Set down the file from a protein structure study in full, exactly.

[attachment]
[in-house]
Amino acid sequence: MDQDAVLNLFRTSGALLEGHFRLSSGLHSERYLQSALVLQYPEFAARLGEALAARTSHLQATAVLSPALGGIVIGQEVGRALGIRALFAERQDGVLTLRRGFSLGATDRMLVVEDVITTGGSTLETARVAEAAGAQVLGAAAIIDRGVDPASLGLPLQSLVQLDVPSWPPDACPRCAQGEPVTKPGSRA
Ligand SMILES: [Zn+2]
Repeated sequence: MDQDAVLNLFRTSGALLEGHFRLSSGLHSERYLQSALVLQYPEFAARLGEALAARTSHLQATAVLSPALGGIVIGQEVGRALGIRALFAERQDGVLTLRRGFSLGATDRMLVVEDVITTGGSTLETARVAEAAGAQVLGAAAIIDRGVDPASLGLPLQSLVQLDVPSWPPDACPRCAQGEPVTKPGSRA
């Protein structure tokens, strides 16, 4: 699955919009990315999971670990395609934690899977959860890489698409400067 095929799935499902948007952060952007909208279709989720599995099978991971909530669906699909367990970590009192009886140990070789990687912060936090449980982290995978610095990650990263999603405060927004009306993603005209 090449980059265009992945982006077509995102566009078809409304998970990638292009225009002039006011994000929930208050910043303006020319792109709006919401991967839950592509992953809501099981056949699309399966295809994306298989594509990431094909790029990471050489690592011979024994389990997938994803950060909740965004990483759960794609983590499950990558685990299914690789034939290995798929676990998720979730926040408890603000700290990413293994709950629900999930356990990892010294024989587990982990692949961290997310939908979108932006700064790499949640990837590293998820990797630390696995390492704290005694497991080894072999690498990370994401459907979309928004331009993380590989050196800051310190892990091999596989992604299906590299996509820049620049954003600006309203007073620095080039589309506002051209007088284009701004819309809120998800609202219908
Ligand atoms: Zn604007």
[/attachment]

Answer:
[in-house]
Amino acid sequence: MDQDAVLNLFRTSGALLEGHFRLSSGLHSERYLQSALVLQYPEFAARLGEALAARTSHLQATAVLSPALGGIVIGQEVGRALGIRALFAERQDGVLTLRRGFSLGATDRMLVVEDVITTGGSTLETARVAEAAGAQVLGAAAIIDRGVDPASLGLPLQSLVQLDVPSWPPDACPRCAQGEPVTKPGSRA
Ligand SMILES: [Zn+2]
Repeated sequence: MDQDAVLNLFRTSGALLEGHFRLSSGLHSERYLQSALVLQYPEFAARLGEALAARTSHLQATAVLSPALGGIVIGQEVGRALGIRALFAERQDGVLTLRRGFSLGATDRMLVVEDVITTGGSTLETARVAEAAGAQVLGAAAIIDRGVDPASLGLPLQSLVQLDVPSWPPDACPRCAQGEPVTKPGSRA
């Protein structure tokens, strides 16, 4: 699955919009990315999971670990395609934690899977959860890489698409400067 095929799935499902948007952060952007909208279709989720599995099978991971909530669906699909367990970590009192009886140990070789990687912060936090449980982290995978610095990650990263999603405060927004009306993603005209 090449980059265009992945982006077509995102566009078809409304998970990638292009225009002039006011994000929930208050910043303006020319792109709006919401991967839950592509992953809501099981056949699309399966295809994306298989594509990431094909790029990471050489690592011979024994389990997938994803950060909740965004990483759960794609983590499950990558685990299914690789034939290995798929676990998720979730926040408890603000700290990413293994709950629900999930356990990892010294024989587990982990692949961290997310939908979108932006700064790499949640990837590293998820990797630390696995390492704290005694497991080894072999690498990370994401459907979309928004331009993380590989050196800051310190892990091999596989992604299906590299996509820049620049954003600006309203007073620095080039589309506002051209007088284009701004819309809120998800609202219908
Ligand atoms: Zn604007």